Friday, May 22, 2020

John Winthrop s The Puritan - 1610 Words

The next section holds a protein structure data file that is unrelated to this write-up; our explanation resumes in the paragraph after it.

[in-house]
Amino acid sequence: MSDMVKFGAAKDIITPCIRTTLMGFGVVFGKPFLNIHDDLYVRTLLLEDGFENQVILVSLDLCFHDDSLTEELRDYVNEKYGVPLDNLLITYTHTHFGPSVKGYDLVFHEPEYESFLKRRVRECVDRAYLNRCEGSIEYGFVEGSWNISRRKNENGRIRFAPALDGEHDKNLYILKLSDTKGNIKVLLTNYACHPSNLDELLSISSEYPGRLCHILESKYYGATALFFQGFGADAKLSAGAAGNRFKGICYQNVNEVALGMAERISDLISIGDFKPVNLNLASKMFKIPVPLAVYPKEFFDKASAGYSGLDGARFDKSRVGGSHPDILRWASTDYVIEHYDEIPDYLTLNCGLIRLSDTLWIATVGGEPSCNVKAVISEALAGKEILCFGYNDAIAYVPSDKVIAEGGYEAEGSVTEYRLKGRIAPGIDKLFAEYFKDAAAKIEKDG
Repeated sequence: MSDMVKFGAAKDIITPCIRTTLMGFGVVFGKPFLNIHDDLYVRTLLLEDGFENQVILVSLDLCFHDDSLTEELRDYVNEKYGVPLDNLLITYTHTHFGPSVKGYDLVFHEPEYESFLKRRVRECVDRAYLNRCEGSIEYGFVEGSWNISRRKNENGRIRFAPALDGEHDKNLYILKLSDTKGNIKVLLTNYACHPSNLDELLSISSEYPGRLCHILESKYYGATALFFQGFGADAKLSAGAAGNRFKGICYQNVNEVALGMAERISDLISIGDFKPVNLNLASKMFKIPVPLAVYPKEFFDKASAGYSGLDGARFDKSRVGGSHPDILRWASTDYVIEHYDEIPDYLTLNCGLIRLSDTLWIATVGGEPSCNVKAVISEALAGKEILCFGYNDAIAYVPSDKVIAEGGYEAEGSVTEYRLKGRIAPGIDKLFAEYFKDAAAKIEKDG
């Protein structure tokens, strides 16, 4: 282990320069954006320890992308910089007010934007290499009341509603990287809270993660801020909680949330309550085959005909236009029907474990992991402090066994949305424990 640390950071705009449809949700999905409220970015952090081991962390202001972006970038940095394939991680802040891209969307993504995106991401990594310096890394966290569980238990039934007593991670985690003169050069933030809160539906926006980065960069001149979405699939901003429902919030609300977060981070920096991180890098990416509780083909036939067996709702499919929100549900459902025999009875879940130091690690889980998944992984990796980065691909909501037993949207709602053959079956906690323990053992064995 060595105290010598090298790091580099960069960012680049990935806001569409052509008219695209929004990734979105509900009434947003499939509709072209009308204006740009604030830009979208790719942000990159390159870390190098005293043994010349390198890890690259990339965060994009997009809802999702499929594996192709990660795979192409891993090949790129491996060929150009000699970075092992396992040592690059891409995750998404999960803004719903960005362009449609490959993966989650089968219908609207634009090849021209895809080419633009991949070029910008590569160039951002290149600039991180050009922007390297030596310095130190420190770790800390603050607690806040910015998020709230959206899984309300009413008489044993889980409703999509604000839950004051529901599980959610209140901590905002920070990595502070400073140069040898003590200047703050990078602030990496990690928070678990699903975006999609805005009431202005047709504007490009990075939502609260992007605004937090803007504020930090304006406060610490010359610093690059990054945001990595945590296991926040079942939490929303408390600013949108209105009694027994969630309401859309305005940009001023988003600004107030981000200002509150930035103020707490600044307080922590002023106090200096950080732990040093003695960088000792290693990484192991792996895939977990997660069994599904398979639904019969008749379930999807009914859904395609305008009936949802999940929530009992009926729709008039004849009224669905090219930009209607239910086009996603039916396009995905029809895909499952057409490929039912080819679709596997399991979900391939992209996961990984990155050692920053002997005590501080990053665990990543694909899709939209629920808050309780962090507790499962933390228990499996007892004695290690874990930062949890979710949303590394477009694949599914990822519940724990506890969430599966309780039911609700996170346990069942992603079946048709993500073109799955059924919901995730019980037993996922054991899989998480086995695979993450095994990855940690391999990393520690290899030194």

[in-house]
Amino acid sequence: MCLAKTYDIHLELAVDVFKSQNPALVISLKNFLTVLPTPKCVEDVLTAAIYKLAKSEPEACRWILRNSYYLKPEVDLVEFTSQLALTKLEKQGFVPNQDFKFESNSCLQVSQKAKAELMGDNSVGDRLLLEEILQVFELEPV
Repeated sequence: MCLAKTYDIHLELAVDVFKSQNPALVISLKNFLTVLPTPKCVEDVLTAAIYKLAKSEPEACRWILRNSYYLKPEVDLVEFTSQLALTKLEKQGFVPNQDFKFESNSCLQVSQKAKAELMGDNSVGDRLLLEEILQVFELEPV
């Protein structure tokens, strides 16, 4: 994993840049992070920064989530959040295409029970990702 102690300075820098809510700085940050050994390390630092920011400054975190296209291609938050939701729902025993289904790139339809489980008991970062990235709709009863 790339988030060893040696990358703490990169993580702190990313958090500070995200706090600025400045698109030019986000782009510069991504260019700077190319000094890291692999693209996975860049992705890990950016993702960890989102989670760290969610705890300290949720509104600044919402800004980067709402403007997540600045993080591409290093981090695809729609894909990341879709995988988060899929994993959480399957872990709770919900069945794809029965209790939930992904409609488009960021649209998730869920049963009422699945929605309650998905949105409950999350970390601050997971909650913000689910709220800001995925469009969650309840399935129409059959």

In the Puritan religion, one cannot love anything more than one loves God. In the case of John Winthrop, this edict became an issue. He did not want to abandon the Church of England as the separatists did, a decision which eventually led to the pilgrims starting their own new church. Winthrop wanted to purify the church; however, the government in England made this particularly hard and eventually this is what led to Winthrop leaving England for the New World to solve the Puritan Dilemma. The Puritan Dilemma was a figurative battle between the Church of England and the Puritan religion. It was also a real threat with opposing religions that would come and threaten the Puritans way of life. John Winthrop recognized these problems and sought to remedy them. In the early 1600’s, John Winthrop grew up in a very wealthy family. He attended college at 15 and at 17 he was married. Winthrop loved his wife very much but at times he thought maybe too much (he remarried 3 times because his first 2 wives passed away). As a Puritan, Winthrop dedicated his life to God, but as he got older, England’s government made it harder and harder to be a Puritan, due to the fact that the king said outright he hated Puritans. Winthrop went on to study law and eventually became a common attorney in the court of wards; though Winthrop was happy to get this job, it kept him away from his family. After a short while in this position, Winthrop began to feel less and less important, as Puritans were theShow MoreRelatedA Model Of Christian Charity1525 Words   |  7 PagesEnglish 473 March 4, 2015 â€Å"TITLE† A Model of Christian Charity is a sermon, or more of a simple speech delivered by Winthrop in order to inspire his fellow Puritans who sailed in order to settle in the New England. This speech was given in order to keep them committed to their new settlement. It was most probably not intended to be a timeless piece of literature that it became later on. John Winthrop’s â€Å"A Model of Christian Charity† is also known as â€Å"A City on a Hill†. It often illustrates the AmericanRead MoreJohn Winthrop : Puritan Fanatic Or Religious Realist1329 Words   |  6 PagesEd Reed, Section 06 ENGL 1001W John Winthrop: Puritan Fanatic or Religious Realist Attempts at English colonization of what would later become the United States of America in the early 1600’s had appeared wholly unsuccessful. Between 1608 and 1624, only 3,400 of the 6,000 English settlers of Jamestown survived due to starvation, disease, and attacks from the natives (Stahle). Notoriously, there is evidence that the settlers of Jamestown resorted to cannibalism to feed themselves (O’Brien). Even earlierRead MoreThe Religious Convictions Of The Puritans1170 Words   |  5 PagesThe Puritans were a group of people from England who settled the New World (1) called America after the year of 1630. They went to America to be free to practice their religion without being persecuted because their beliefs were opposing the catholic’ one. The difference was that the Puritans tried harder to enforce the Ten Commandments but Americans were influenced by the moral, ethical, and religious convictions of the Puritans. The Puritans’ life was very hard in England so that they focused theRead MoreWinthrop s First Governor Of The Massachusetts Bay Colony1142 Words   |  5 PagesWinthrop was a well educated man who became the first governor of the Massachusetts Bay Colony. John Winthrop was a visionary utopian who saw fault in the English religious society. Winthrop called England, â€Å"Morally corrupt and over burdened with people,† however; Winthrop sought new land for his children and Christian followers. In 1630 John Winthrop began his â€Å"exodus with 900 migrants in search of a new land†. Winthrop envisioned a new colony that would reform the Christian society that he knewRead MoreSimilarities And Differences Between The Religious Messages Essay1481 Words   |  6 PagesRELIGIOUS MESSAGES​1 Contrast the Religious Messages Name Institution Professor Course Date Contrast the Religious Messages Introduction The two early American literature writers Jonathan Edwards and the other John Winthrop were writers in the issue of principles in Christianity but had very little factors those were common between them. The difference between them might have been brought about by the issue of time and region in which the two wrote their sermons.Read MoreJohn Winthrop And James Madison1197 Words   |  5 PagesFrom the beginning, America has been a safe place for the fostering and cultivating of new thoughts and ideologies, but not without repercussion. This is evident in the life of both John Winthrop and James Madison. From early on in their political careers, both leaders faced political opposition. John Winthrop left familiarity in search of religious freedom and the pursuit of a life pleasing to God. James Madison, in creativity, thought of an entirely renovated way to successfully restructure theRead MoreJohn Winthrop And John Adams1284 Words   |  6 PagesJohn Winthrop and John Adams and the ir respective works were heavily influenced by their times. Winthrop was a devout Puritan Christian that was escaping a persecuting king in the early to mid-seventeenth century. As a learned and religious man, he came to be the leader of this puritan sect that was to establish a society unlike any other, free from religious corruption that his fellow people saw in the Church of England, that would be a model community much like the â€Å"Citty upon a Hill† describedRead MorePuritan Beliefs Of The Massachusetts Bay Colony1236 Words   |  5 PagesIn Puritan belief, life was planned according to God, and a society worked to live out that plan. The Massachusetts Bay Colony was a closely integrated group that worked together to fulfill the wishes of a larger community. Puritans religious beliefs produced ideas that God’s will was to lead a community based on peace. God had set high expectations for a happy and trustworthy community. However, if a community did not live up to the expectations, God would destroy the community. Therefore, PuritanRead MoreForced to Choose Between Morals and Society in The Puritan Dilemma by Edmund S. Morgan600 Words   |  3 PagesThe Puritan Dilemma, Edmund S. Morgan writes about the people who were forced to pick between their morals and their societies. Roger Williams and Anne Hutchinson were banned since they had refused to accept the Puritan rules, and John Winthrop believe he could not continue in a country where the church remained tainted. The Puritan Dilemma indoctrinated the people, claiming we are all sinners other than the puritans. Everyone is sin and Puritans are saintly. Starting with John Winthrop, a manRead MoreBenjamin Franklin And John Winthrop1651 Words   |  7 PagesBenjamin Franklin and John Winthrop, men with different ideals, present the same notion that America should be presented as a â€Å"city upon a hill.† Franklin believed that the American dream should be presented as an ideal where men and women are equal and can both move up in social class on their own, practicing any religion they desired. On the other hand, Winthrop believed that the new world was a religious safe haven only for the Puritans. American Exceptionalism was overall the main focus, guiding